Title

Satellite Telemetry Reveals Higher Fishing Mortality Rates Than Previously Estimated, Suggesting Overfishing of an Apex Marine Predator

Document Type

Article

Publication Date

8-16-2017

Publication Title

Proceedings of the Royal Society B: Biological Sciences

Keywords

Conservation, Fisheries, Isurus oxyrinchus, Mortality, Shortfin mako shark, Stock assessment

ISSN

0962-8452

Volume

284

Issue/No.

1860

First Page

1

Last Page

8

Abstract

Overfishing is a primary cause of population declines for many shark species of conservation concern. However, means of obtaining information on fishery interactions and mortality, necessary for the development of successful conservation strategies, are often fisheries-dependent and of questionable quality for many species of commercially exploited pelagic sharks. We used satellite telemetry as a fisheries-independent tool to document fisheries interactions, and quantify fishing mortality of the highly migratory shortfin mako shark (Isurus oxyrinchus) in the western North Atlantic Ocean. Forty satellite-tagged shortfin mako sharks tracked over 3 years entered the Exclusive Economic Zones of 19 countries and were harvested in fisheries of five countries, with 30% of tagged sharks harvested. Our tagging-derived estimates of instantaneous fishing mortality rates (F = 0.19–0.56) were 10-fold higher than previous estimates from fisheries-dependent data (approx. 0.015–0.024), suggesting data used in stock assessments may considerably underestimate fishing mortality. Additionally, our estimates of F were greater than those associated with maximum sustainable yield, suggesting a state of overfishing. This information has direct application to evaluations of stock status and for effective management of populations, and thus satellite tagging studies have potential to provide more accurate estimates of fishing mortality and survival than traditional fisheries-dependent methodology.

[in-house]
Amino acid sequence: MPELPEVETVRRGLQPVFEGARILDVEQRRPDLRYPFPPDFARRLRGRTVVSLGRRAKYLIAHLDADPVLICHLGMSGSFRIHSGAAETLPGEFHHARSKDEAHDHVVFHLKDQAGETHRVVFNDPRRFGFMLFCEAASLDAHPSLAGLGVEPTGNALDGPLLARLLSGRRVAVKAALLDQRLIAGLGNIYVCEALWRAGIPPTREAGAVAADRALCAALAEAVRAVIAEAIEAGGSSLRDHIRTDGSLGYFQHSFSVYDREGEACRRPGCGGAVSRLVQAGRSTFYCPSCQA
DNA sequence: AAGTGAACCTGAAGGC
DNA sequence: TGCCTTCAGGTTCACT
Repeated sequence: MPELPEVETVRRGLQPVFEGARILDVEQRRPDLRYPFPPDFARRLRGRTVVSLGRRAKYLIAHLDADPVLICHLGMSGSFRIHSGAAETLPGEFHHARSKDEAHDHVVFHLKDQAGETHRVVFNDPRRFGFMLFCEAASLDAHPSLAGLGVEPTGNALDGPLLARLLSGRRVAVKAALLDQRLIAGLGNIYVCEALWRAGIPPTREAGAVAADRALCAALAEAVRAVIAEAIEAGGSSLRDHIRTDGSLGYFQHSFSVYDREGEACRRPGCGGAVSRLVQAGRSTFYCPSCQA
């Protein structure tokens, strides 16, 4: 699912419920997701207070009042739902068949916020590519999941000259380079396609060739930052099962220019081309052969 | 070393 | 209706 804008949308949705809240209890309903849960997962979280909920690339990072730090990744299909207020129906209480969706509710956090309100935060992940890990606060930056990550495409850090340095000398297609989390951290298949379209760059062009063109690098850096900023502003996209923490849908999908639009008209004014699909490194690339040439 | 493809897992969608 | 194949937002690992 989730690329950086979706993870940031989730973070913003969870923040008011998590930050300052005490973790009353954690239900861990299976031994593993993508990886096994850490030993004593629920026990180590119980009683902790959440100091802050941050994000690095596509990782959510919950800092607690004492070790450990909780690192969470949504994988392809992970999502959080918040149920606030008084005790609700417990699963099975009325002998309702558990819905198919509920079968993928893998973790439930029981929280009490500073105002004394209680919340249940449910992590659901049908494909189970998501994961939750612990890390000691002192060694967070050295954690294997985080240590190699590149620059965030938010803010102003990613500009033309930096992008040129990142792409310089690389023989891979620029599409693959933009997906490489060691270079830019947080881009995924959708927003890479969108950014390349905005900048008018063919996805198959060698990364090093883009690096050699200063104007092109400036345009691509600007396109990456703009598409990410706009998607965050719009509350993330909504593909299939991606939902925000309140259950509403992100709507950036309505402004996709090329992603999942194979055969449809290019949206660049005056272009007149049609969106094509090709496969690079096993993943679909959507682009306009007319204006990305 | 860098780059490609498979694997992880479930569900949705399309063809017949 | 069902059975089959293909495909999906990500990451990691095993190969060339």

Comments

©2017 The Author(s) Published by the Royal Society. All rights reserved.

Additional Comments

Florida Sea Grant award #: UFDSP00010205

ResearcherID

G-4080-2013

DOI

10.1098/rspb.2017.0658

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